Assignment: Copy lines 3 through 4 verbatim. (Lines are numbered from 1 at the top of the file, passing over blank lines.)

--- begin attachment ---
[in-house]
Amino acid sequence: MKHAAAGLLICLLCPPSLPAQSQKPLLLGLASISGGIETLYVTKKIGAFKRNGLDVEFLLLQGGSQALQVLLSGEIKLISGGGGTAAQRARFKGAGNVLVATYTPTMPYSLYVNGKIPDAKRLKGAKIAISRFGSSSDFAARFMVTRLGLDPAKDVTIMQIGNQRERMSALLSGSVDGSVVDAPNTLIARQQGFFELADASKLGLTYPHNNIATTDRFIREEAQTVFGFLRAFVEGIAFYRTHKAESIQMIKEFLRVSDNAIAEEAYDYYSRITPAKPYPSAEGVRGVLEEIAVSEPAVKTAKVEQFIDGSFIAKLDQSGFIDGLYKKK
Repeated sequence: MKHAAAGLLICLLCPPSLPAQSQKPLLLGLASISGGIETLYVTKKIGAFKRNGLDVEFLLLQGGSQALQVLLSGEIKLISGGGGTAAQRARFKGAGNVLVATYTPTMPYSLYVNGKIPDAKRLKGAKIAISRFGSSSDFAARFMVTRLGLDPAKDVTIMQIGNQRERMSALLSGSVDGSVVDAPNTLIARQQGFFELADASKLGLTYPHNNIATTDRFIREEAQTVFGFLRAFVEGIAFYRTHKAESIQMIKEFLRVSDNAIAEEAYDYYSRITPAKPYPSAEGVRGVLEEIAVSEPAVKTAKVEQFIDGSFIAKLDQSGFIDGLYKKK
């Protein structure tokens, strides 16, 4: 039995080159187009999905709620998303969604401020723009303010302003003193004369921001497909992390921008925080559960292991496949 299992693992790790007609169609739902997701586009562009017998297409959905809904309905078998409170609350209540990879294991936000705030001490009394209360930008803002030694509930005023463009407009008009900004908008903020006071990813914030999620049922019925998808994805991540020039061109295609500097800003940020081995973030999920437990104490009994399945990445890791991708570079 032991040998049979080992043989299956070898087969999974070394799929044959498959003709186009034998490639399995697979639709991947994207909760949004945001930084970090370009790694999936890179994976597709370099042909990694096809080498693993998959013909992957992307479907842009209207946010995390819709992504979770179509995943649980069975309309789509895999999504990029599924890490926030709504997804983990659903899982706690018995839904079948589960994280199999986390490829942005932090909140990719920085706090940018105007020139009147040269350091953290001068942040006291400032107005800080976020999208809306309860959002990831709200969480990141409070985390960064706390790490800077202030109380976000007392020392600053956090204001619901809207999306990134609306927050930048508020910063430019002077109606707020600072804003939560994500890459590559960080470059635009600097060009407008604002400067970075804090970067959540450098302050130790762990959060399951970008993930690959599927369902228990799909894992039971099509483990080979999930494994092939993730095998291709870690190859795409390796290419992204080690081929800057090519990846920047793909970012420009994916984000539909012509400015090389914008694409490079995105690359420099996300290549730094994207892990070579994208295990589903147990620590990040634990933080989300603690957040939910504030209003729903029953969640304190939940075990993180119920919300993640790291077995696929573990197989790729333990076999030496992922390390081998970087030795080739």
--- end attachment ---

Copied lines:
Repeated sequence: MKHAAAGLLICLLCPPSLPAQSQKPLLLGLASISGGIETLYVTKKIGAFKRNGLDVEFLLLQGGSQALQVLLSGEIKLISGGGGTAAQRARFKGAGNVLVATYTPTMPYSLYVNGKIPDAKRLKGAKIAISRFGSSSDFAARFMVTRLGLDPAKDVTIMQIGNQRERMSALLSGSVDGSVVDAPNTLIARQQGFFELADASKLGLTYPHNNIATTDRFIREEAQTVFGFLRAFVEGIAFYRTHKAESIQMIKEFLRVSDNAIAEEAYDYYSRITPAKPYPSAEGVRGVLEEIAVSEPAVKTAKVEQFIDGSFIAKLDQSGFIDGLYKKK
């Protein structure tokens, strides 16, 4: 039995080159187009999905709620998303969604401020723009303010302003003193004369921001497909992390921008925080559960292991496949 299992693992790790007609169609739902997701586009562009017998297409959905809904309905078998409170609350209540990879294991936000705030001490009394209360930008803002030694509930005023463009407009008009900004908008903020006071990813914030999620049922019925998808994805991540020039061109295609500097800003940020081995973030999920437990104490009994399945990445890791991708570079 032991040998049979080992043989299956070898087969999974070394799929044959498959003709186009034998490639399995697979639709991947994207909760949004945001930084970090370009790694999936890179994976597709370099042909990694096809080498693993998959013909992957992307479907842009209207946010995390819709992504979770179509995943649980069975309309789509895999999504990029599924890490926030709504997804983990659903899982706690018995839904079948589960994280199999986390490829942005932090909140990719920085706090940018105007020139009147040269350091953290001068942040006291400032107005800080976020999208809306309860959002990831709200969480990141409070985390960064706390790490800077202030109380976000007392020392600053956090204001619901809207999306990134609306927050930048508020910063430019002077109606707020600072804003939560994500890459590559960080470059635009600097060009407008604002400067970075804090970067959540450098302050130790762990959060399951970008993930690959599927369902228990799909894992039971099509483990080979999930494994092939993730095998291709870690190859795409390796290419992204080690081929800057090519990846920047793909970012420009994916984000539909012509400015090389914008694409490079995105690359420099996300290549730094994207892990070579994208295990589903147990620590990040634990933080989300603690957040939910504030209003729903029953969640304190939940075990993180119920919300993640790291077995696929573990197989790729333990076999030496992922390390081998970087030795080739």